He had good ideas in the shower,
he was sitting upright heroically typing away on his computer –
he improvised the filthiest, bawdiest limericks you can possibly imagine.
A magazine had commissioned me to write thumbnail sketches
 of every war going on in the world —
‘unequivocally the most disgusting article I have ever read,’ he later said.
But provocation was fun
like the unbuttoning of a stripper’s overcoat, promising delights to come.
I made a circumcision joke about snipping his name,
and he remembered the old Fascist slogan – many enemies, much honour
but my heart is far too reptilian for that.
‘Hello, comrade,’ he said, his glass already gratefully extended, ‘This is a real revo.’
He could be a real shit if you fell on the wrong side of his favour.
‘I don’t usually start this early, but holding yourself to a drinking schedule
is always the first sign of alcoholism.’
I offered him a welcome-to-the-war shot of ‘Listerine’, just to be hospitable,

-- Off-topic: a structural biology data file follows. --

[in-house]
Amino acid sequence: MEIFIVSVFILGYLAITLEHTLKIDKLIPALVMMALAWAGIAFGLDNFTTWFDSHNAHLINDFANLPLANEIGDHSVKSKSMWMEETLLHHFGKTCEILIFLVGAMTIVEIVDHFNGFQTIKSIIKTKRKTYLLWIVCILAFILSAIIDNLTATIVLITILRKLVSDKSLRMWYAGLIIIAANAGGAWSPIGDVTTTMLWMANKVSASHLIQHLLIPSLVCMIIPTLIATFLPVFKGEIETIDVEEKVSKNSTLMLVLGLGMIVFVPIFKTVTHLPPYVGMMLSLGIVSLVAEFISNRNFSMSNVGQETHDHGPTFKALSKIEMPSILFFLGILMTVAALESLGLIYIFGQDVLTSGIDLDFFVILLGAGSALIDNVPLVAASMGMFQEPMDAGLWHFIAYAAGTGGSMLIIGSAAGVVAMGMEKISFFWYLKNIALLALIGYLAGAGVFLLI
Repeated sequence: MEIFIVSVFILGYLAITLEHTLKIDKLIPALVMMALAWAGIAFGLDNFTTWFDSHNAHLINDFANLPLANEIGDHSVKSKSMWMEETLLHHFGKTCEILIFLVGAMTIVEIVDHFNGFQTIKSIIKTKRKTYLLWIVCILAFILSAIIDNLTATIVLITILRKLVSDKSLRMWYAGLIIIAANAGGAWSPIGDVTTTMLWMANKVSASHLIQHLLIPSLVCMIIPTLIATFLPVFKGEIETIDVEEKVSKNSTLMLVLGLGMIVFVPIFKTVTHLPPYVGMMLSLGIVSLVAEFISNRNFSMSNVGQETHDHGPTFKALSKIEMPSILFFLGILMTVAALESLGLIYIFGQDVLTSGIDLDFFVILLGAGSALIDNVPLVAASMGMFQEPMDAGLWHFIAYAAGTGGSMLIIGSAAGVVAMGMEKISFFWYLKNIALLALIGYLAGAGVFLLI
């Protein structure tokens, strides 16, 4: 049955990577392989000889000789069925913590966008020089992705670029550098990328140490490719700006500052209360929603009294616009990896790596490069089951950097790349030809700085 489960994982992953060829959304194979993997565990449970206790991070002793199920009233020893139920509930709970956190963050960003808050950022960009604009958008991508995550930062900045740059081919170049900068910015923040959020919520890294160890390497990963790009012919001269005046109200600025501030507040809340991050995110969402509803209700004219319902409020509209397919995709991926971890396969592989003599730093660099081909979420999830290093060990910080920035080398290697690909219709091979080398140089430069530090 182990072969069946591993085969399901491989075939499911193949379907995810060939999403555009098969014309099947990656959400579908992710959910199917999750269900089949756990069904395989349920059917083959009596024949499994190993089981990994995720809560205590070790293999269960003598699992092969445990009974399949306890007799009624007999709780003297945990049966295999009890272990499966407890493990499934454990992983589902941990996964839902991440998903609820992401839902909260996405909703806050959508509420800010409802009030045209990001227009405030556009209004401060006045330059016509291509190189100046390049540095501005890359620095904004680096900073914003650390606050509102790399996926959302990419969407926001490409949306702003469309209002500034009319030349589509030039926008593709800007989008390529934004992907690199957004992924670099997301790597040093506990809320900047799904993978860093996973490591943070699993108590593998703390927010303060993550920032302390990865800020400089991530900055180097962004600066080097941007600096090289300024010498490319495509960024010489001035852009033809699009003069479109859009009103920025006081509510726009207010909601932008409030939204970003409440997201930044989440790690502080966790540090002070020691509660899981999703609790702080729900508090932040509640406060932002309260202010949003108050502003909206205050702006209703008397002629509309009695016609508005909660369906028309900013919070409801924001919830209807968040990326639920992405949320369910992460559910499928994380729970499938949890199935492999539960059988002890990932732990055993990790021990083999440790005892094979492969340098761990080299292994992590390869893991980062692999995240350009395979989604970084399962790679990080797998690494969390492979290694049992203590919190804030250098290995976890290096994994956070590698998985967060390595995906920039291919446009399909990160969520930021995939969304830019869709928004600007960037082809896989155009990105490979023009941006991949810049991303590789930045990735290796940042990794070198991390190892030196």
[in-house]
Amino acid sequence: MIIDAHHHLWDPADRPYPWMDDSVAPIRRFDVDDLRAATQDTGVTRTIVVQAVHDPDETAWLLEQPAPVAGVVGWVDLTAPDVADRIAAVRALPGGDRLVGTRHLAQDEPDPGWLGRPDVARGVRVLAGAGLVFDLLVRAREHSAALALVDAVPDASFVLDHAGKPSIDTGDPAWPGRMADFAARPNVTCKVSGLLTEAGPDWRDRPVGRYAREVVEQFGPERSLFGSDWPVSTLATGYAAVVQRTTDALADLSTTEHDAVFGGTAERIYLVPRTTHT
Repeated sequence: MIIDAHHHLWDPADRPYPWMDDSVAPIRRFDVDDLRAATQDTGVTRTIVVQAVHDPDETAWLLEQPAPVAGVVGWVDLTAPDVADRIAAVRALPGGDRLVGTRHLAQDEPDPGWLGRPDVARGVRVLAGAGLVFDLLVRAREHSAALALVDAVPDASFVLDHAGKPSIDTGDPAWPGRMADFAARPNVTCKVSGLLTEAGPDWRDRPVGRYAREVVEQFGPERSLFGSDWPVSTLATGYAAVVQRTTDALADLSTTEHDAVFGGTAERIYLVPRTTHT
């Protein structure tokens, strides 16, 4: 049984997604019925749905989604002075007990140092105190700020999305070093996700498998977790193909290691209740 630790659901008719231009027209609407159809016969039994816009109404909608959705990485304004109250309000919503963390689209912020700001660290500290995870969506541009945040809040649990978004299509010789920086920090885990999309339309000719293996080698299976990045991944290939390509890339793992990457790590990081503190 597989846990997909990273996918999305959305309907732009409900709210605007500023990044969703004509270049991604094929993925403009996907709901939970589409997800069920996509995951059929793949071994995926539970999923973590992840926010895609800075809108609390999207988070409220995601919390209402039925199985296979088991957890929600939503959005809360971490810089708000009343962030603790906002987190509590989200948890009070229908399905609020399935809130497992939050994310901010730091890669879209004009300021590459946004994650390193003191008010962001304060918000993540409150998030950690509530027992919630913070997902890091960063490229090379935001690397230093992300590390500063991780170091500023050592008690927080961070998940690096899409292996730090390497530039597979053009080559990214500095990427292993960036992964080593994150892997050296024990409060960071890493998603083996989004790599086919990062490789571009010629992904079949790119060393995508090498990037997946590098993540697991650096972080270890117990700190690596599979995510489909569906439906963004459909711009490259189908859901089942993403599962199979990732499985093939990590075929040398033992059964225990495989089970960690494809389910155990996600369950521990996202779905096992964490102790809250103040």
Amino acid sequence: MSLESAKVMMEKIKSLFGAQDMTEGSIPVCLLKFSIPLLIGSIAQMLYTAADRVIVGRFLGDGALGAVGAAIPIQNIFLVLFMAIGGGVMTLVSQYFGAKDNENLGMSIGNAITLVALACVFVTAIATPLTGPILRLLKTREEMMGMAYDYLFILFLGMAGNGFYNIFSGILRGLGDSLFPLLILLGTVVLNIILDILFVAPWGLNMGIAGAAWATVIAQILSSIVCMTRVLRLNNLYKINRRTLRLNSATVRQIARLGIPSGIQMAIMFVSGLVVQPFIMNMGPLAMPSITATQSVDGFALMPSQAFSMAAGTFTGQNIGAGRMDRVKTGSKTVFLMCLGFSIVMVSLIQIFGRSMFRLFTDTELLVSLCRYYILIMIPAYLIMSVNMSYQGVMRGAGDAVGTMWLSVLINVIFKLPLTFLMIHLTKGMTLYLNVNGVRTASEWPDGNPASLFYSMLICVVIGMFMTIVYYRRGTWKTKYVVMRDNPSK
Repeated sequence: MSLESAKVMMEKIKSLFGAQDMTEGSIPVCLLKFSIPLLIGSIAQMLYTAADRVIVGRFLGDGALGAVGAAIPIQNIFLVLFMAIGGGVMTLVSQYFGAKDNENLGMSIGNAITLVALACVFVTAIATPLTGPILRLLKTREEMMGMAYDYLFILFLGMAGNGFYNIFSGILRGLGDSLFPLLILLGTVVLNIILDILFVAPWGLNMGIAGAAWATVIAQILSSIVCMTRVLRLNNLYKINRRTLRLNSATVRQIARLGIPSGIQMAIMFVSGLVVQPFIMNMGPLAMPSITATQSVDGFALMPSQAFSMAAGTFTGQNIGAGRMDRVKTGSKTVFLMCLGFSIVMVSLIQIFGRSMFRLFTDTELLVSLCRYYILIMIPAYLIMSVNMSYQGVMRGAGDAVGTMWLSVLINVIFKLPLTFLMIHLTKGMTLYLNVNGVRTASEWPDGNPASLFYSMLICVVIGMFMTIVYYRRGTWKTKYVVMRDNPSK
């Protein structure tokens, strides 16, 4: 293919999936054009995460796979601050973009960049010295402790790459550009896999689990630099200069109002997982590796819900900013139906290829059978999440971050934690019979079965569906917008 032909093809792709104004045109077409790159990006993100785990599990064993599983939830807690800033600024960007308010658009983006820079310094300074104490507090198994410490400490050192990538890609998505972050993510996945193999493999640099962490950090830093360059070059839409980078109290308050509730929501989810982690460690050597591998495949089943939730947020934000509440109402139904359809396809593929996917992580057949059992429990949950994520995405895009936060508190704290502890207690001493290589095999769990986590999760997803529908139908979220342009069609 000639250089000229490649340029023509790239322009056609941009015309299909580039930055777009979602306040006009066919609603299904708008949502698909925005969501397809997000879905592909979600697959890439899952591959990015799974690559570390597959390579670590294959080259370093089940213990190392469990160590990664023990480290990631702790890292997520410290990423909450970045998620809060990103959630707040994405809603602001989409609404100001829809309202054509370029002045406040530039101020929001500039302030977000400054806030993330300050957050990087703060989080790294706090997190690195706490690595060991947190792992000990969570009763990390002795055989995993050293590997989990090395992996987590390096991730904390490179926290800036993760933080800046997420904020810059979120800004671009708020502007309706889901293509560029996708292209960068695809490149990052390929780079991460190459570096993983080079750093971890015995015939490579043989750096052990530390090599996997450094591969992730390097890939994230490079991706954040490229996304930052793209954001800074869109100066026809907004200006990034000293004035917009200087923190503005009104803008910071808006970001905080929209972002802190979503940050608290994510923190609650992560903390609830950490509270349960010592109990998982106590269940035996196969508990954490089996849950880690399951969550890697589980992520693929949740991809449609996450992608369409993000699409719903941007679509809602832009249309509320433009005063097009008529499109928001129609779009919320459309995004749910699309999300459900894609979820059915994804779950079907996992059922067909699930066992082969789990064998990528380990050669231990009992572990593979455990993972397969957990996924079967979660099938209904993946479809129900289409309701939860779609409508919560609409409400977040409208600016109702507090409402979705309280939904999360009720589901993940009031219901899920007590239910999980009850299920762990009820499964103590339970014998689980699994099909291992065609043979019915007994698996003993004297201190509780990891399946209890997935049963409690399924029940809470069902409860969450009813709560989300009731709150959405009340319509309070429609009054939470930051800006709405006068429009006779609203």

or for that jumpstart he could administer so well.
‘Fuck off!’ he replied – he later wrote a paean to the expression — and then
‘I see you were feeling eeyorish about Macedonia last week.’
By 1 a.m. I was speechless with drink and he was in spate.
He and I embraced each other on a street corner like parting lovers
dressed in preposterous hot pants and high heeled suede boots:
two cheese sandwiches, a couple of bananas.
‘Brunch? Sunday? Smooch.’
I think of it as Manhattan teatime.

Fiona Wright is a doctoral candidate with the University of Western Sydney Writing and Society Research Centre. Her poetry collection, Knuckled (2011), won the Dame Mary Gilmore Award, and her collection of essays Small Acts of Disappearance is published by Giramondo this month.

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